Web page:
$$$ Tenuta San Guido “Sassicaia,” Bolgheri Sassicaia

Hot Caramel Sundae & 20-year Tawny

Even among the relatively few people who are familiar with it, Port is often dismissed as too sweet or cheap to be good. But as one of the three oldest appellations in the world, these dessert wines deserve so much more respect. Fortified wines are spiked with distilled grape spirits, usually a type of brandy, and the added booze strengthens their ability to fight spoilage for decades — and sometimes even centuries. So they’re fortified on multiple levels.

Traditionally, Port was shipped out of the port town Oporto on the northwest coast of Portugal. But the grapes are actually grown, harvested, and fermented in Portugal’s Douro Valley, which is farther inland. With a few exceptions, all the wines are then sent to Oporto for aging and eventual export to the world. (For many centuries, the bulk of it went to England, where Port remains popular to this day.)

Ports are mostly lumped into ruby or tawny varieties, based on their color and aging processes. Ruby Ports are blood red and fresh and fruity, with just a touch of bitter. Tawnies are browner because they’re exposed to oxygen as they age, and the older they get, the better they get, developing more deeply in complexity, richness, and unctuousness. The darker the color, the more profoundly luscious they are. The designations of quality ascend by age from entry to reserve, followed by ten, 20, 30, and, if you’re really lucky, 40-year tawny. Entry tawnies come to the market young and simple (but still plenty tasty), and they’re what most people are exposed to. As you move up the age ladder, the characteristics go from dried fruits and almonds to baked fruit and balsamic aromas, and by the time you get to the rarefied 30- and 40-year tawnies, the scarcity is as pronounced as the price.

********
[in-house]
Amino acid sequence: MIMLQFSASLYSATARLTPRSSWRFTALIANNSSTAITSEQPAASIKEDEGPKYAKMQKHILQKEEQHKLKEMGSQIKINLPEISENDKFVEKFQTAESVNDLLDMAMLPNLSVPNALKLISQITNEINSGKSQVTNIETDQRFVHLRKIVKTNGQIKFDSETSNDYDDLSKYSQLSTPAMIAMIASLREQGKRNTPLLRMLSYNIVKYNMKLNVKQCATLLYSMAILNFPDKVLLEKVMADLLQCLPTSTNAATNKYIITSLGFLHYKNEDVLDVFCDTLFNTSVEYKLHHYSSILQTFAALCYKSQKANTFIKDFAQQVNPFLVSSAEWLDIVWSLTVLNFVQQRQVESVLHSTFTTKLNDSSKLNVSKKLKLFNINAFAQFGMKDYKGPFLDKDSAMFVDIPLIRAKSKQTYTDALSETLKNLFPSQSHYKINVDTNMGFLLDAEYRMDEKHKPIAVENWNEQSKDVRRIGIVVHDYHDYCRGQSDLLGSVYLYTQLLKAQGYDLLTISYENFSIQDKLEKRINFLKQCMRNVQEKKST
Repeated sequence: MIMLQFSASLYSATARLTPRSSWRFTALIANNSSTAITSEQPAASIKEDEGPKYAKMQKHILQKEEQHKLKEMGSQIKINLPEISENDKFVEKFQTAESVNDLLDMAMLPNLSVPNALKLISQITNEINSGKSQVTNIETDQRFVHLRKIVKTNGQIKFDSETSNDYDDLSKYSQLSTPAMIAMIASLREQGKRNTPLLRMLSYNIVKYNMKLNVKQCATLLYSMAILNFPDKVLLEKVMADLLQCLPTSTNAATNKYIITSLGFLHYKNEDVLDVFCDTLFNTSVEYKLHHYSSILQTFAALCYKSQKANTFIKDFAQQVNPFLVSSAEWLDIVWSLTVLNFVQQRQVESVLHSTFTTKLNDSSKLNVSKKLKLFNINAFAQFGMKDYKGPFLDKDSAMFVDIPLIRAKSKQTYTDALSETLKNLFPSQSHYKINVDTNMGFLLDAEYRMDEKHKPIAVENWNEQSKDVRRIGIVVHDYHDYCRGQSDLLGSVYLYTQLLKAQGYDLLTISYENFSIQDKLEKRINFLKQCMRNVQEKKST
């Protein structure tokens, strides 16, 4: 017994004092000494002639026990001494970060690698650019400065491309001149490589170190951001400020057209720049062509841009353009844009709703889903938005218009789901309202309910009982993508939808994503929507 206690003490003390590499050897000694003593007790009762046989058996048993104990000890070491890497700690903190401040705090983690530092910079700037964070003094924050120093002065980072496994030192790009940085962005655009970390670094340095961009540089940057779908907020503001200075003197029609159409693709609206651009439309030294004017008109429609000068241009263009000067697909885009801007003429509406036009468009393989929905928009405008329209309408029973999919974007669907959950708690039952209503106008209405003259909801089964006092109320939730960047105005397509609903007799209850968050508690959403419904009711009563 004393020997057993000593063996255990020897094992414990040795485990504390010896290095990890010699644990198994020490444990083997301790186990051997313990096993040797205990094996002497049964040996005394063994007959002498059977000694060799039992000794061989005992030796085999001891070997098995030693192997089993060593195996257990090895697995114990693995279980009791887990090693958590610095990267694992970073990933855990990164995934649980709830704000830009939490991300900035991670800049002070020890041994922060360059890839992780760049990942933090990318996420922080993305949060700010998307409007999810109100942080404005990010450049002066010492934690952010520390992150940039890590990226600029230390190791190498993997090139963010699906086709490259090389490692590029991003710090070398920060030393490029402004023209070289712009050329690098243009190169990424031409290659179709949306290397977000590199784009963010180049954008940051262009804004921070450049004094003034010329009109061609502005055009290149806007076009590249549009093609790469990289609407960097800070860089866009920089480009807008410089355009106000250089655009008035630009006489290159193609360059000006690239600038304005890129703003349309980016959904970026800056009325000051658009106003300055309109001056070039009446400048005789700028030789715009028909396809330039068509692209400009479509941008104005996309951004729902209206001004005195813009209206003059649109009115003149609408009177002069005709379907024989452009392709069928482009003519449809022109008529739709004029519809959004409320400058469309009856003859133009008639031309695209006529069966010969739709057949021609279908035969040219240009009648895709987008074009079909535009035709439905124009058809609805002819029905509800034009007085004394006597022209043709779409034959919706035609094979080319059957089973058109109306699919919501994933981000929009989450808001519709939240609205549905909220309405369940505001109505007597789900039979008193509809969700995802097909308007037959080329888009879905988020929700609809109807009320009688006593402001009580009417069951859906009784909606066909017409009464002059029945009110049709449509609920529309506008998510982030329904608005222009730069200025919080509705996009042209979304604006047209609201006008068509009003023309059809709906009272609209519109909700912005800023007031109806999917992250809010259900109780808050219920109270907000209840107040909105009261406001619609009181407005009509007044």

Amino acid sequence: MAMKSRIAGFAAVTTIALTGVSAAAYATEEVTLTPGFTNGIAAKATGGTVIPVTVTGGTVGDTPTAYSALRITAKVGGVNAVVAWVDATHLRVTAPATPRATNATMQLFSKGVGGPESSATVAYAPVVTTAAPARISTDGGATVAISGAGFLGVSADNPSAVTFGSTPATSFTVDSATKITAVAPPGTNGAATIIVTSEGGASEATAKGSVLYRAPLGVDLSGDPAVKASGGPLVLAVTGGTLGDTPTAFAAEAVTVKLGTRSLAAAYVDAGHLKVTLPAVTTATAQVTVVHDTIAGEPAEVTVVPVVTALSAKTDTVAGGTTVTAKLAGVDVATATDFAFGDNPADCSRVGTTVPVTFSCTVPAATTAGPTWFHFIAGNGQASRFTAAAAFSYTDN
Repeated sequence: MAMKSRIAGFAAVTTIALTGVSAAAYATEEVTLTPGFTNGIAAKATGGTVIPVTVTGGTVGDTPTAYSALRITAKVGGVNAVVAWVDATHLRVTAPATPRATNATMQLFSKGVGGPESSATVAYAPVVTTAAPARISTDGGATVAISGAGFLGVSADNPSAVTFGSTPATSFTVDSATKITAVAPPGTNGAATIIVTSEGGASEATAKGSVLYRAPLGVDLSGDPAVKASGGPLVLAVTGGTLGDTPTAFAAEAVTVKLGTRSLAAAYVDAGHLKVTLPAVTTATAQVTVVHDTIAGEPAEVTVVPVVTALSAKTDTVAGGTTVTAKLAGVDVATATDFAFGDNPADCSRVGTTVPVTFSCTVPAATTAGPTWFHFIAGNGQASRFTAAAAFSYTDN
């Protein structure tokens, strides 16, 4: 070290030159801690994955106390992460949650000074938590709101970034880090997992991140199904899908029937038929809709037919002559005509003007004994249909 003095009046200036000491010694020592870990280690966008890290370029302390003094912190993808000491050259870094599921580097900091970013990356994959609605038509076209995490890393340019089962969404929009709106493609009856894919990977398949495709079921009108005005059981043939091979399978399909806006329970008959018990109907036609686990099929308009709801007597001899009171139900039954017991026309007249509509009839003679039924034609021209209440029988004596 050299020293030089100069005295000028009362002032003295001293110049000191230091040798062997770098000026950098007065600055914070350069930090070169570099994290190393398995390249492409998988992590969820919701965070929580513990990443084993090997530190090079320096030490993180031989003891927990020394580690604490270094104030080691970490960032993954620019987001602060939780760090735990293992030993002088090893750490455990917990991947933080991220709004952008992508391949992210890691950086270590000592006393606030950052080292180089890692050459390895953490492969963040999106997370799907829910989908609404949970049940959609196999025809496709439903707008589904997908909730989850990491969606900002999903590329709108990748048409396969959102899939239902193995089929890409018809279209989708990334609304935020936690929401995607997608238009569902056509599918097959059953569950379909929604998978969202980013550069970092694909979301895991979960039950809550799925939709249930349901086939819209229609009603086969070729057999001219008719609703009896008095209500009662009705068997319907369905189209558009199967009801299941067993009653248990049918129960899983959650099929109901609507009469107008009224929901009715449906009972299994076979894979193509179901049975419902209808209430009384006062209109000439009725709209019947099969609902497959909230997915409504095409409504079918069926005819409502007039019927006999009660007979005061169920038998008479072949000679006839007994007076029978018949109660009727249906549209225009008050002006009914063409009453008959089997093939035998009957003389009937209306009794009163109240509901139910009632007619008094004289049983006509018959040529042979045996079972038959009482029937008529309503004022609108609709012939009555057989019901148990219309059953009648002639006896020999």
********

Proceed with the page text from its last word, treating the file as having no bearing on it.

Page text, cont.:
It’s a very normal thing to walk into a winery in Oporto and see barrels dating back centuries. Because tawny Ports don’t come from a single vintage — they’re always a blend of several — the age designation is an average of what’s in the bottle. That means at the 20-year mark, which is where we’re hanging, there might be wines that are anywhere from five to 50 years old. Something happens at that 20-year level that makes Port the ideal first mate for McDonald’s Hot Caramel Sundae. They both share that creamy-soft, toasted butter-and-sugar luxuriousness, and the 20-year’s layered dried fruit and sweet baking spices melt so seamlessly into the hot caramel, you’ll have trouble discerning which is which. I suggest you only try this pairing if you’re ready to embark on a lifelong obsession with Port.

$$ Ramos Pinto “Quinta do Bom Retiro” 20 Year Tawny Port 
$$$ Quinta do Noval 20 Year Tawny Port

Illustration: courtesy of Abrams Books

Excerpt from BIG MACS & BURGUNDY, by Vanessa Price.

Text copyright © 2020 Vanessa Price.
Illustrations copyright © The Ellaphant in the Room.

By permission of Abrams Image, an imprint of ABRAMS, New York, NY.

All rights reserved.